Over the years, there have been many examples of sons following in their dad’s footsteps in the world of professional football. There are plenty of ‘two generationers’ who have worn Rovers’ or City’s colours, such as Alan and Gary Williams, Ray, Gary and Kevin Mabbutt, John and Paul Petts and Joe and Andrew Jordan, to name but a few.
Outside of Bristol, the likes of Harry and Jamie Redknapp, Dean and Josh Windass and Steve and Alex Bruce spring to mind.
And another name to add to that footballing family tree is Hitchcock. Not to be confused with the master of suspense on the big screen, I’m talking about the combination of dad Kevin and son Tom Hitchcock.
City fans with long memories will recall that goalkeeper Kevin, whose career took in Mansfield Town, Chelsea and Northampton, was the man who kept out two Bristol City spot-kicks (look away now Gordon Owen and David Moyes) in the 1986-87 Freight Rover Final at Wembley, as his Mansfield team triumphed in the penalty shoot-out.
“That was a little bit before my time,” said son Tom, who pointed out that his dad’s winning heroics actually took place five years before he was born!
Originally with Watford’s academy, Tom switched to Blackburn Rovers when the family moved north.
“Mark Hughes was manager at the time and the club really looked after me, I know they had high hopes for my future,” Tom told me.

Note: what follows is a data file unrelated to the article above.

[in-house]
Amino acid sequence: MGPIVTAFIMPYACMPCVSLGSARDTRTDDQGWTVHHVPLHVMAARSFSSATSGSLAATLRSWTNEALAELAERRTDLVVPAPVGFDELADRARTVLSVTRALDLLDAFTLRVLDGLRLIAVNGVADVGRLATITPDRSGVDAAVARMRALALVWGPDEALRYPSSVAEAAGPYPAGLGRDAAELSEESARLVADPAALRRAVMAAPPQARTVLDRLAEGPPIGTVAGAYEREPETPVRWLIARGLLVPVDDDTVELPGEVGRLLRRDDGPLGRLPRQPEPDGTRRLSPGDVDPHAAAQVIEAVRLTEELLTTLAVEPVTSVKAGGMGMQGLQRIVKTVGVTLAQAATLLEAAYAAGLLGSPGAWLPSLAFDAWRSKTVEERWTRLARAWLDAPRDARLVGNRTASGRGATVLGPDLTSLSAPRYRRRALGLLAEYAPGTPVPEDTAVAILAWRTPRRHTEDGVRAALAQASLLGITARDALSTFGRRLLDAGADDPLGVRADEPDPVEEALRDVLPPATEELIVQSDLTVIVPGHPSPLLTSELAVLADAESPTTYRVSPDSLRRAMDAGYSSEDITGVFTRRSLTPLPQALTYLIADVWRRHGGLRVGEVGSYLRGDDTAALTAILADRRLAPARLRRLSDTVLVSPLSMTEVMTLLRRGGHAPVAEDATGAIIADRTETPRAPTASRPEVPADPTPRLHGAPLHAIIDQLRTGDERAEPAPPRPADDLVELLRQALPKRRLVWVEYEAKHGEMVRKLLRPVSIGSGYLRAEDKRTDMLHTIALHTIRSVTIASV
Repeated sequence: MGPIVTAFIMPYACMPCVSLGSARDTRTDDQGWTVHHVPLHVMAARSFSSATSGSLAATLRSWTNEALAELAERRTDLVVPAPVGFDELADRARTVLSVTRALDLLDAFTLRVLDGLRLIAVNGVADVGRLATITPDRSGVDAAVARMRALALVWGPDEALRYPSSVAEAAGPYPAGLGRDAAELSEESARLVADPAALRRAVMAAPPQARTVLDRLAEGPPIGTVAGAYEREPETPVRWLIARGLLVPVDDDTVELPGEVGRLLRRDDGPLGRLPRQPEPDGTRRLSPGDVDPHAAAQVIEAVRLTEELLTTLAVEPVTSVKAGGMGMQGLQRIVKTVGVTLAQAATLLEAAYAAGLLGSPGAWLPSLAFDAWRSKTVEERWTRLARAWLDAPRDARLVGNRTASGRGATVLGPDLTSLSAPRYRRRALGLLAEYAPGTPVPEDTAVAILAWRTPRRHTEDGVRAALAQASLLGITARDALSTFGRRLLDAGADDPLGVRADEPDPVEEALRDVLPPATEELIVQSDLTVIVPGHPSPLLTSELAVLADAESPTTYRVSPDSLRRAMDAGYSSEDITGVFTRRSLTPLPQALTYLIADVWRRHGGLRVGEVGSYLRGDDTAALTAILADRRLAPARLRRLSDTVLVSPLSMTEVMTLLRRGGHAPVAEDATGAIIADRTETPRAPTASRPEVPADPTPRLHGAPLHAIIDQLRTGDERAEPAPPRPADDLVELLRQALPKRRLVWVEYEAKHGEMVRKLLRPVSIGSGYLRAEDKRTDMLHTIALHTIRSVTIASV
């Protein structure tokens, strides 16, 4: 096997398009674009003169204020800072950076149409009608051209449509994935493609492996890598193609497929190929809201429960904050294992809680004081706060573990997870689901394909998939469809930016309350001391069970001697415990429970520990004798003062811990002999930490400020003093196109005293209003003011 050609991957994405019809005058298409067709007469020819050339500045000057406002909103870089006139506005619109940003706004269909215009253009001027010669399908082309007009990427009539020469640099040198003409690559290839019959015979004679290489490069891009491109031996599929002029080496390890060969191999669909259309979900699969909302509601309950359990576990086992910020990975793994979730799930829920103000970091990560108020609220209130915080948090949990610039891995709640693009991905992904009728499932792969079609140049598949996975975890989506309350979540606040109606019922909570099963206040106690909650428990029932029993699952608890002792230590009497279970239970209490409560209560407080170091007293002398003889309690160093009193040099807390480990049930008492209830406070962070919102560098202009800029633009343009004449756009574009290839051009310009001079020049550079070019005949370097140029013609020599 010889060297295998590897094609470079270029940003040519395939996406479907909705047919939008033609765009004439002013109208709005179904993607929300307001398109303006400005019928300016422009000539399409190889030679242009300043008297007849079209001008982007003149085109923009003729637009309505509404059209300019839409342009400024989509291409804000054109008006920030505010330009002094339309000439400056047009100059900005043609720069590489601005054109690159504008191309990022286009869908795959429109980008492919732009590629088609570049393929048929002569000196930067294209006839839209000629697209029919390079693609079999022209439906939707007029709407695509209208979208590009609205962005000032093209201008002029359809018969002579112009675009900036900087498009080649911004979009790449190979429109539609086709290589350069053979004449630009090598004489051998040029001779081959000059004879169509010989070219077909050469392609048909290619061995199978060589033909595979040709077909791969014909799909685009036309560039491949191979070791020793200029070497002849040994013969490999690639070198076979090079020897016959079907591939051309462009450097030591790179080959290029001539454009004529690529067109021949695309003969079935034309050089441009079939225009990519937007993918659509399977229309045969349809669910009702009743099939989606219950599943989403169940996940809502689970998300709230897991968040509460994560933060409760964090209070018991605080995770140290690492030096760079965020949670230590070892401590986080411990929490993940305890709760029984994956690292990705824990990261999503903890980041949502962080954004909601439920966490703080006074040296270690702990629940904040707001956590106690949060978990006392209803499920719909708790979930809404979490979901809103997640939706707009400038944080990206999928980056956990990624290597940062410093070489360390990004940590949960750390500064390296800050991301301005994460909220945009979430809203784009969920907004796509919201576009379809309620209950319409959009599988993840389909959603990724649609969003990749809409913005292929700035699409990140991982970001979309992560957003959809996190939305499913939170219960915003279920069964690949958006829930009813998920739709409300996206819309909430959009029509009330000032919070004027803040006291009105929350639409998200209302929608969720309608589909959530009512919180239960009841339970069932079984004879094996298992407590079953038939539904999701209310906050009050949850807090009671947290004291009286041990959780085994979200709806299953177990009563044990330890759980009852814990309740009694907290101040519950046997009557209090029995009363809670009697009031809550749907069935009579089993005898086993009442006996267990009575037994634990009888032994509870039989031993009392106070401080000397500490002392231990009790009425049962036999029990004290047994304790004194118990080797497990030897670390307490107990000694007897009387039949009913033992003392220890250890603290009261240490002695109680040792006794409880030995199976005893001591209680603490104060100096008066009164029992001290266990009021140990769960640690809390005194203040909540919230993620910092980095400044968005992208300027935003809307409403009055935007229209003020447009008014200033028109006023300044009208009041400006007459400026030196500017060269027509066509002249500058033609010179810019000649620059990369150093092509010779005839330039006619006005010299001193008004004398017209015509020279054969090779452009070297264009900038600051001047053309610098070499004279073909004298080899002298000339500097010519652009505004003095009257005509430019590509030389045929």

Loan to Argyle
Eager to advance their young prospect’s career, the club sent Tom down to the West Country, loaning him out to Plymouth Argyle.
“It was the ideal opportunity to get first-team experience and, under manager Peter Reid, it went well to start with,” he said. “Then the club hit severe financial problems and it all got a bit messy. A lot of the lads weren’t getting paid, though I was still getting my wages from Blackburn.”
Tom made his Pilgrims debut in a 1-1 draw at Shrewsbury at the start of the 2011-12 season and would go on to make ten appearances, his last for the financial crippled club, a defeat at Crawley in the October, before returning to Lancashire.
But, unable to make the break-through at Ewood Park, Tom had his contract cancelled by mutual consent and followed manager Hughes to Queens Park Rangers.
Back to the West Country
Fast forward a year or so and Tom, still trying to get into the Rangers side, had a belated Christmas present when newly appointed Bristol Rovers manager John Ward moved to bring him to the West Country on loan, as he set about steering the Gas away from the danger zone.
“That move was definitely good for me. I was young and learning all the time,” pointed out Tom, who made his Pirates debut against, of all teams, Plymouth Argyle – Rovers winning 2-1.
“It was a good time in my career. I was living in an apartment by the harbour in the city centre, which was nice. I settled in well.
“I really rated the manager, John Ward, and one of Rovers’ players who stood out for me was Ellis Harrison. He was very young but you could see he would do well. And there were some great characters at the club, like Lee Brown and John-Joe O’Toole, who was my ‘roomie’ on away trips.”